It’s a hot late afternoon at the Houston YC, and the sea breeze that kicked in earlier in the afternoon is winding down. At the boat ramp, two Finns have just been hosed off and are being put away for the day when a nondescript, silver Toyota Tundra pickup truck pulls in and stops a short distance away. One sailor, still in his kit from the afternoon training session, walks to the pickup truck and holds his cellphone to the truck window. The driver does the same on the opposite side.
It’s not a high-tech drug deal, but rather an airdrop that exchanges a file over a Bluetooth connection. The driver, Luther Carpenter, is the US Olympic Finn coach, and the sailor is Luke Muller, who has just been named the US Finn representative for the 2021 Olympic Games in Tokyo. Carpenter is transferring video of the day’s training session, which Muller, along with his training partner, Eric Anderson, will pore over after dinner until it’s time to call it a day. It’s all part of the new normal for Olympic training—no traveling, lots of training at one venue, and an intentionally over-the-top focus on health that includes keeping one’s distance from others, even the coach.
The challenge adds an additional layer to an already complex program of preparedness for what is arguably one of the pinnacles of the sport, but one Muller and team fully embrace. It’s part of a trajectory he’s been on since establishing himself in the Laser class, winning the 2013 US Nationals at the ripe old age of 17. As the 6-foot-3-inch teenager got bigger, it was a natural progression to the Finn. “He started showing up at European championships,” Carpenter recalls. “He was somehow finding a boat—not the best boat, didn’t have the best mast, had a borrowed sail—and was just doing it.”
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He joined the US Sailing Squad in 2014 at age 18 and became a member of the US Sailing team two years later, while attending Stanford, where he captained the sailing team for the 2016 to 2017 academic year. But the goal, maybe unspoken, always quivered on the horizon. “I have friends and family who say, ‘Oh, you always wanted to go to the Olympics,’” Muller says. “I always wanted to, but I never believed I could until much later.”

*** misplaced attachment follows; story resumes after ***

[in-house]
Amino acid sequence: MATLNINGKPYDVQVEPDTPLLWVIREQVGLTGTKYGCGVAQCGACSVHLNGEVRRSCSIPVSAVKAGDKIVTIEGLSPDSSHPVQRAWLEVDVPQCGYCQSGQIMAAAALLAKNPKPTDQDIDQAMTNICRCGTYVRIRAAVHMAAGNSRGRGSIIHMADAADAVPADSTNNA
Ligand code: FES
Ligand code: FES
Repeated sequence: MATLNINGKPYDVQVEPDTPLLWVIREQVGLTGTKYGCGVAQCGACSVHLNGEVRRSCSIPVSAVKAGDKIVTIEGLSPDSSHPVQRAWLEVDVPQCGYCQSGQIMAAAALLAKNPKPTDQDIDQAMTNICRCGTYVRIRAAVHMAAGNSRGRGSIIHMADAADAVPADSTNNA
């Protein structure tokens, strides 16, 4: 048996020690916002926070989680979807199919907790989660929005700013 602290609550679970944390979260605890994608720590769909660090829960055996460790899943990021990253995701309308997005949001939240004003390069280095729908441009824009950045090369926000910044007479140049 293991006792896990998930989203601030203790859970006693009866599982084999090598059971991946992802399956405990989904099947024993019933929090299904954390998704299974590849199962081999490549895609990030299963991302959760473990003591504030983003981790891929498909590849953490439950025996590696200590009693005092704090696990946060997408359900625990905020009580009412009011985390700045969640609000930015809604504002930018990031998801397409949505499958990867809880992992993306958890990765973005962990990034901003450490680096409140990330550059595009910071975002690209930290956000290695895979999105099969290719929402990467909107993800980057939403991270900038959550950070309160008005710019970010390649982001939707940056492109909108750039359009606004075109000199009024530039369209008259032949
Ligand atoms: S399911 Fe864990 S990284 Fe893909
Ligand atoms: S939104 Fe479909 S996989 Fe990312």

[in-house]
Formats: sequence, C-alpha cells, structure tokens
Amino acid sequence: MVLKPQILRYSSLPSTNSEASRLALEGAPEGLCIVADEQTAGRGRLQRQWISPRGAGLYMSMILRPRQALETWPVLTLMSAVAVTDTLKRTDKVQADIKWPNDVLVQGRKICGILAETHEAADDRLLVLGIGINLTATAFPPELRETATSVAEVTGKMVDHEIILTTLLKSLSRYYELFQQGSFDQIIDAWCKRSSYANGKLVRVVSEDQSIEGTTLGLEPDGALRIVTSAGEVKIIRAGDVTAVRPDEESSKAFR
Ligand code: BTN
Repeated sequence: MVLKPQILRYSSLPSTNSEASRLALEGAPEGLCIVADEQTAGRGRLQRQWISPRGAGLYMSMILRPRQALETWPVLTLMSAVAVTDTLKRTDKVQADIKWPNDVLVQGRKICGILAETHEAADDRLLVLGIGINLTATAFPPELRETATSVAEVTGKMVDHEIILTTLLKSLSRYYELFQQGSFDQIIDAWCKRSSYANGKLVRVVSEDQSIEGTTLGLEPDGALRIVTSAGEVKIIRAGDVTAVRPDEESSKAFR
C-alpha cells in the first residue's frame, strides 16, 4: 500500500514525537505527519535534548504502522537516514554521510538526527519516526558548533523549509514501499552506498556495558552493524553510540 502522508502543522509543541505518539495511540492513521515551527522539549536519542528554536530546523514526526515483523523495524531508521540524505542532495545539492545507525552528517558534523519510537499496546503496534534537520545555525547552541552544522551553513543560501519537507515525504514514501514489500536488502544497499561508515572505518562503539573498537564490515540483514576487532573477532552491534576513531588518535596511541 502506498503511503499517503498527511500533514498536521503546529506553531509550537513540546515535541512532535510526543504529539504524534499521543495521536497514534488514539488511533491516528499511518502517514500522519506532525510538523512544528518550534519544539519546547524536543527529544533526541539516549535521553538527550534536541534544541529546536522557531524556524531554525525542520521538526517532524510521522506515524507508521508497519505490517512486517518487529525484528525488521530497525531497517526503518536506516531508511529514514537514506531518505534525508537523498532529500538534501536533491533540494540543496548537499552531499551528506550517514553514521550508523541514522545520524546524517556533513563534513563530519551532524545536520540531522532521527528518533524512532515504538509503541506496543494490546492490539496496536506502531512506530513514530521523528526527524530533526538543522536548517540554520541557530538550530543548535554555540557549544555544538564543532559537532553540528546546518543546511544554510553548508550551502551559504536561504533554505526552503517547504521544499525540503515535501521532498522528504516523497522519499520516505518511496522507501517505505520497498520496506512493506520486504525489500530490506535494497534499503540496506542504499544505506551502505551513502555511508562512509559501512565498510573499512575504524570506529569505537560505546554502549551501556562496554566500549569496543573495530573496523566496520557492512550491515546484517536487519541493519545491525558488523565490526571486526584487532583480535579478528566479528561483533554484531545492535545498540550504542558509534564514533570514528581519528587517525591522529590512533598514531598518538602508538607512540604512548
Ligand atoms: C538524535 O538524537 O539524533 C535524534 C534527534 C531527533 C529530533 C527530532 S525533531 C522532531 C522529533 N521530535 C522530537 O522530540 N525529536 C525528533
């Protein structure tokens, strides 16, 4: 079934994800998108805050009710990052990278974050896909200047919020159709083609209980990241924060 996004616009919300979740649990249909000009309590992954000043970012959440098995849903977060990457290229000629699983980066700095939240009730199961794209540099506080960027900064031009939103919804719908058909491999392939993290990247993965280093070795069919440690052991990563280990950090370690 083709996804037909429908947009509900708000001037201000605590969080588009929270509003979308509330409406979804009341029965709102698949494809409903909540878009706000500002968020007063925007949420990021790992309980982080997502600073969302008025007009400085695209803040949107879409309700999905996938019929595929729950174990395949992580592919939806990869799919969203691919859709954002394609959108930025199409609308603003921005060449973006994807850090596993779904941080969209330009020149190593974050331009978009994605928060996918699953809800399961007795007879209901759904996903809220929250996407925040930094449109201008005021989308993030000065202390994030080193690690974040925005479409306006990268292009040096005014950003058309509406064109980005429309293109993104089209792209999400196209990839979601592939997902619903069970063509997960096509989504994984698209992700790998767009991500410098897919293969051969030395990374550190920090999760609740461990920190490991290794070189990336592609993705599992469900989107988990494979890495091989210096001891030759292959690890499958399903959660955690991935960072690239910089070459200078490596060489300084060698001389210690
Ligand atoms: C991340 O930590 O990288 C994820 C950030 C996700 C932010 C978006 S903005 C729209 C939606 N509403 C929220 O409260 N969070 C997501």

He got his first taste of the Olympics when Carpenter brought him to Rio to train with Caleb Paine in preparation for the 2016 Games. “We got him some good gear to use,” Carpenter says. “That was very encouraging for him.”
Paine would go on to win a bronze medal and took the next year off. Carpenter, meanwhile, traveled with Muller on the Finn circuit. “I wanted to get a good sense for what he was good at and what kind of work we still needed to focus on,” Carpenter says.
Paine returned the following year, and the two of them worked as training partners. “It was the veteran bronze medalist trying to impart his wisdom to the young pup,” Carpenter says. “And of course, when the young pup threatened him a bit, it unnerved him a little.”
But still, all eyes were on Paine.
On the second day of the 2018 Sailing World Championships in Denmark, 22-year-old Muller revealed a glimmer of his potential, winning two of three races in very difficult conditions. Carpenter recalls: “The entire Finn world opened their eyes and asked, ‘What’s going on here?’ It’s not an easy class to go out there and win any given world championship race, and winning two in a row on a tricky day was huge.”
Muller says, “I got a lot of kudos from the fleet that day, but my good fortune didn’t last, and I struggled for the rest of the event.” Muller barely finished in the top third of the fleet; Paine was 12th.